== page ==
With proper design and maintenance, gas catalytic ovens can offer years of service with minimal maintenance tasks. The major subsystems in an industrial gas catalytic oven consist of the infrared emitter, the fuel gas train, a control panel and an exhaust system. This article will discuss the proper maintenance tasks for these components to help you achieve the most life from your gas catalytic oven.
The infrared emitter in the gas catalytic ovens has no moving parts and requires minimal servicing to maintain optimal performance. While the example heater shown in figure 1 is a smaller heater emitter than is normally used in an industrial oven, the internal components are the same as the larger versions. The typical operating steps of the gas catalytic heaters are as follows:
- Electric power is first applied to the preheat elements for a total of about 30 min.
- The thermocouple is used to sense that the desired temperature has been reached and, thus, it is safe to introduce fuel gas via the gas train.
- Gas flows into the back of the heater unit and diffuses through the insulation to come in contact with the catalyst pad.
- The gas is converted to infrared heat emitted from the front of the heater.
- Electric power is removed after the preheat cycle.
While the catalysts in the catalyst pad are not consumed during normal operation, taking some simple steps regularly can help to ensure the longevity of the infrared emitters. The emitter surface should be kept clear of any foreign material, including liquid, powder overspray and dirt.
Figure 2 shows an infrared emitter panel from an oven that was not functioning. This oven had failed after years of neglect. The infrared emitters are coated by the excess powder, rendering the emitters useless. The entire set of infrared emitters needed to be replaced. While the best practice would be to extend the distance between the oven and the powder coat step, this may not be possible in all cases. A simple maintenance step would be to turn the oven at full power to burn off the excess material regularly. For powder-coating applications, a monthly burn-off cycle is recommended. For liquid-coating applications, the burn-off cycle can be applied semi-annually. Finally, a light dusting brush may be used to help knock off any remaining surface material. Never use compressed air or harsh brushes, both of which could damage the heater emitters.
The infrared emitters often can be repaired by the manufacturer to like-new condition. This usually requires the emitters to be removed from the oven so key components can be replaced. Having spare emitters will allow the repair work to be performed without extended downtime.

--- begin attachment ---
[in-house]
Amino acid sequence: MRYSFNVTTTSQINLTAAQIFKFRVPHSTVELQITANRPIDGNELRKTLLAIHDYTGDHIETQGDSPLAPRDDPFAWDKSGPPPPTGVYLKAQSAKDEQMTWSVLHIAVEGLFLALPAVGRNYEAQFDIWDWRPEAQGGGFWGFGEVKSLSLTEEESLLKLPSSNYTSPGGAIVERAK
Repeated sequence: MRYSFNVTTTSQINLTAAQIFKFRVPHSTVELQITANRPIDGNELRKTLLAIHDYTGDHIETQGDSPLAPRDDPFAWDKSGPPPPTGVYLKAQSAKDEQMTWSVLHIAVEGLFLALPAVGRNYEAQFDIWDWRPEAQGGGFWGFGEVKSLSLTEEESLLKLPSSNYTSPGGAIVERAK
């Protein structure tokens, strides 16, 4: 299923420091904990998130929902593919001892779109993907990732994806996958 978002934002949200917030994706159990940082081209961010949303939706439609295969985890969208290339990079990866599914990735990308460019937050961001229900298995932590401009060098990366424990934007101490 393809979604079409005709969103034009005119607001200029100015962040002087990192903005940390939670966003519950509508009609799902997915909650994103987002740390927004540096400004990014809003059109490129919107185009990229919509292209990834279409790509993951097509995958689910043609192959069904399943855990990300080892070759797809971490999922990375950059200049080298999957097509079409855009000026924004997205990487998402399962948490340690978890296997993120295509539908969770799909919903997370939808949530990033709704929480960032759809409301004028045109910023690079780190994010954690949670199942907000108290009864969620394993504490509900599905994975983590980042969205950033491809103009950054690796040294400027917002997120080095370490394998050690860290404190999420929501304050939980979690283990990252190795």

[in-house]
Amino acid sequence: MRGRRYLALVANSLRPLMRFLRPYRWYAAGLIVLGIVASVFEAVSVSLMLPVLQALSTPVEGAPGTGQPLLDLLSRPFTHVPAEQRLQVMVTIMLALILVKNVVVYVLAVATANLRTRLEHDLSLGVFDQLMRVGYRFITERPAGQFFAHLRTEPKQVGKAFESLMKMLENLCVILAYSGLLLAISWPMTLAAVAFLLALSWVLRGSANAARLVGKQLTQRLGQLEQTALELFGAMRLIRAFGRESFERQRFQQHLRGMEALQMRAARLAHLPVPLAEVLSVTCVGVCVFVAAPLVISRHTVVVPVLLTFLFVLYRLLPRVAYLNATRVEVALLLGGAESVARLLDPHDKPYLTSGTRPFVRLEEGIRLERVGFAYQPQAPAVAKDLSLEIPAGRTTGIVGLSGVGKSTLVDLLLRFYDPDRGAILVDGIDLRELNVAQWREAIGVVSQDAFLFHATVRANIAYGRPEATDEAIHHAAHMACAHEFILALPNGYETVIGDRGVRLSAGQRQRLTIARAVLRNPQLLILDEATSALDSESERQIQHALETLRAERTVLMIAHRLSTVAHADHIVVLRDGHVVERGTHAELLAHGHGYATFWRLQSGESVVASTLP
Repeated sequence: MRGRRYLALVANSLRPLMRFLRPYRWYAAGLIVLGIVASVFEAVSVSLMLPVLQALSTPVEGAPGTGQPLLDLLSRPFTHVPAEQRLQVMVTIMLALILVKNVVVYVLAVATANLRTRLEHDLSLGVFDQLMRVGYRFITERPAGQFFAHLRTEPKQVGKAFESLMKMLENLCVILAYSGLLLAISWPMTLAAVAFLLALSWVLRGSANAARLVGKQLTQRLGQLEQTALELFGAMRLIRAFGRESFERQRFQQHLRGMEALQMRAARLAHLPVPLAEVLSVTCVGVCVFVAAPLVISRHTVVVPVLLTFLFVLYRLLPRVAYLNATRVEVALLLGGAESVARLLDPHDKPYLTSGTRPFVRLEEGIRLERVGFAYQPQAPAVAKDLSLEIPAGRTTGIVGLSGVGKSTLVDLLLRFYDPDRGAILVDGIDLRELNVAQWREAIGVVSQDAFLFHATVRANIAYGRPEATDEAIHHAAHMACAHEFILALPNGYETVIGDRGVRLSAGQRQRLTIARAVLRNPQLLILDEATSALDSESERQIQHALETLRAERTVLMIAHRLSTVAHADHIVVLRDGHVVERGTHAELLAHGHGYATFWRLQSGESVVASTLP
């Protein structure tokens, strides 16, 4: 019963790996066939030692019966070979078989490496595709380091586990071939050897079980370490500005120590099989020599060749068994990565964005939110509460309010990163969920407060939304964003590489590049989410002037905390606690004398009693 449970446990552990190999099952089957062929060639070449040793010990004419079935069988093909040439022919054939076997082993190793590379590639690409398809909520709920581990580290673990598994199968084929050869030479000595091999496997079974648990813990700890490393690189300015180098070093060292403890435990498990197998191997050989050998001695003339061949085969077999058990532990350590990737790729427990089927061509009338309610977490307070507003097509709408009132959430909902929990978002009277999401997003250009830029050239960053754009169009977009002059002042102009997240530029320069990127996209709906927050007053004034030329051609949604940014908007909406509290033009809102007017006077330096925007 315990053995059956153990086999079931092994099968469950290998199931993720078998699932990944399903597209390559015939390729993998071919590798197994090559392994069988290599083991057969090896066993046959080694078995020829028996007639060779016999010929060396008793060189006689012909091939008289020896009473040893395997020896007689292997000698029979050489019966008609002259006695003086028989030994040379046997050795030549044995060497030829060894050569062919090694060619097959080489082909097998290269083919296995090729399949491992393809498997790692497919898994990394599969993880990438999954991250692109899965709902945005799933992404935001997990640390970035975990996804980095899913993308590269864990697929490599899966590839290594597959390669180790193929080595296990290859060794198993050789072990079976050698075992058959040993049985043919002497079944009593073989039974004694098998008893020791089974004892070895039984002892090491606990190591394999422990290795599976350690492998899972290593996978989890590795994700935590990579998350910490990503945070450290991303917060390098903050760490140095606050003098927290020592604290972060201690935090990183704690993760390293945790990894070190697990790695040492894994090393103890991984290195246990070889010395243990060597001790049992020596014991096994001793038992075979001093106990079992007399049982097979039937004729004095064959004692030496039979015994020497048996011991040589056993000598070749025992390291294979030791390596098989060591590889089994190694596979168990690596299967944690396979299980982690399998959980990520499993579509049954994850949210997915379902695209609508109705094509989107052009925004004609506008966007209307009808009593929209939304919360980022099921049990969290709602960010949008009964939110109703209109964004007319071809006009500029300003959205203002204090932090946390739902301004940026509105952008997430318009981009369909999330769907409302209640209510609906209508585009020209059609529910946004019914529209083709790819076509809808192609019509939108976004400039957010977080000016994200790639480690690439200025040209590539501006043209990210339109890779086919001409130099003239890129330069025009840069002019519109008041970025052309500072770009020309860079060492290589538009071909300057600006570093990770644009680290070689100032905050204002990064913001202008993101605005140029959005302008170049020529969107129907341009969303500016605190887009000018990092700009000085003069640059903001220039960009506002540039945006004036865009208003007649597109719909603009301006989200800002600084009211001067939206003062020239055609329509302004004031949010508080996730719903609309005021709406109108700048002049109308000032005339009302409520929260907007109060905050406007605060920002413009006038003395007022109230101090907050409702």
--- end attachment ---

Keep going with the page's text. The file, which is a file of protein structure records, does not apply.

Gas Train. The infrared emitters can be arranged as individual units for smaller ovens or in groups called zones for larger ovens. Regardless of the configuration of the infrared emitters, the fuel gas supply is controlled by the fuel gas train. The fuel gas train is required by code to have certain components. An example fuel gas train is shown in figure 3.
The filter near the inlet of the gas train is the main item that needs regular servicing. The frequency of the service depends on the quality of the fuel gas. The rest of the components shown in the example gas train do not require regular service; however, having spare parts can be helpful to minimize downtime should replacements be required.
Recirculation and Exhaust Systems. An exhaust system will be installed in all ovens, while a recirculation system will only be used in some cases (figure 4). Both systems will have a fan that will require periodic servicing. The motor bearing in the fans should be lubricated as suggested by the manufacturer.
Control Panel and Enclosure. The enclosure of the oven will require the least amount of maintenance if any. Service is usually only required due to external damage. Under normal operating conditions, the enclosure should last the life of the oven.
In most instances, the infrared oven will be controlled with a PLC-based control panel. A qualified electrician may be needed to replace switching components, such as relays, when their working limits have been reached. Most control panels function with minimal servicing or maintenance.
In conclusion, with proper care and regular cleaning, a gas catalytic infrared oven can provide years of worry-free operation. As in all cases, proper design and installation of the system will be a critical factor in extending the life of the oven. The system should be designed to prevent the overspray of paint from reaching the inlet of the oven. This will help to keep the infrared emitters operating at optimal levels while minimizing the maintenance required. In most instances, natural gas from the gas companies will be clean and dry, but that is not always the case. Regularly cleaning out the fuel gas filter in the gas train will help extend the life of the infrared emitters.
It is good practice to have some spare parts as recommended by the oven manufacturer. This will help to keep downtime to a minimum should maintenance be required. Spares such as extra infrared emitters, thermocouples, gas train components and relays used in the control panel are good items to have on hand for quick change out.